Which Joe gave his name to ‘sloppy joes’? We look at five interesting sandwiches and their lexical origins.
A North American songbird related to the buntings, with mainly gray and brown plumage.See also snowbird
- ‘Cracked corn is a favorite of mourning doves, grackles and juncos.’
- ‘The seeds of this columbine are sought after by small birds, such as song sparrows, juncos, and many others.’
- ‘‘We're already seeing robins, goldfinches, juncos and pine siskens,’ she said, and staffers have heard a few bluebirds lately.’
- ‘I also noted many more juncos in people's yards than in the past.’
- ‘On the lake itself, we mainly saw the same woodpeckers, gulls, goldfinch, robins, waxwings, juncos, and other common birds spotted last year.’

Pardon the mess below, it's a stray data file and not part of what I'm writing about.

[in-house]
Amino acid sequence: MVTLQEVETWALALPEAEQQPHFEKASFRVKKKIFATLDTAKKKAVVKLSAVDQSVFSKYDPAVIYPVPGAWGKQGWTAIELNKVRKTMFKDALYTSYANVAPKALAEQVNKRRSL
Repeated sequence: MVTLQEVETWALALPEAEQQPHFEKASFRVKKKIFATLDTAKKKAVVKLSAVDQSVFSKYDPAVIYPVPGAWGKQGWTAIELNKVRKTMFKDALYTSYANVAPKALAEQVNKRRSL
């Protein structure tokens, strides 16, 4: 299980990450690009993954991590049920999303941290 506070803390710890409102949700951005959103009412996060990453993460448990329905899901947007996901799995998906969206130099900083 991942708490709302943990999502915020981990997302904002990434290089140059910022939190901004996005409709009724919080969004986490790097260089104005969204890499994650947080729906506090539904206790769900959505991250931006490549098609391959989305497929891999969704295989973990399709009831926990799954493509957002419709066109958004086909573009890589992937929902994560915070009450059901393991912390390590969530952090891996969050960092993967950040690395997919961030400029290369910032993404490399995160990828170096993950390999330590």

Early 18th century (originally ‘reed bunting’): from Spanish, from Latin juncus ‘rush, reed’.
We take a look at several popular, though confusing, punctuation marks.
From Afghanistan to Zimbabwe, discover surprising and intriguing language facts from around the globe.
The definitions of ‘buddy’ and ‘bro’ in the OED have recently been revised. We explore their history and increase in popularity.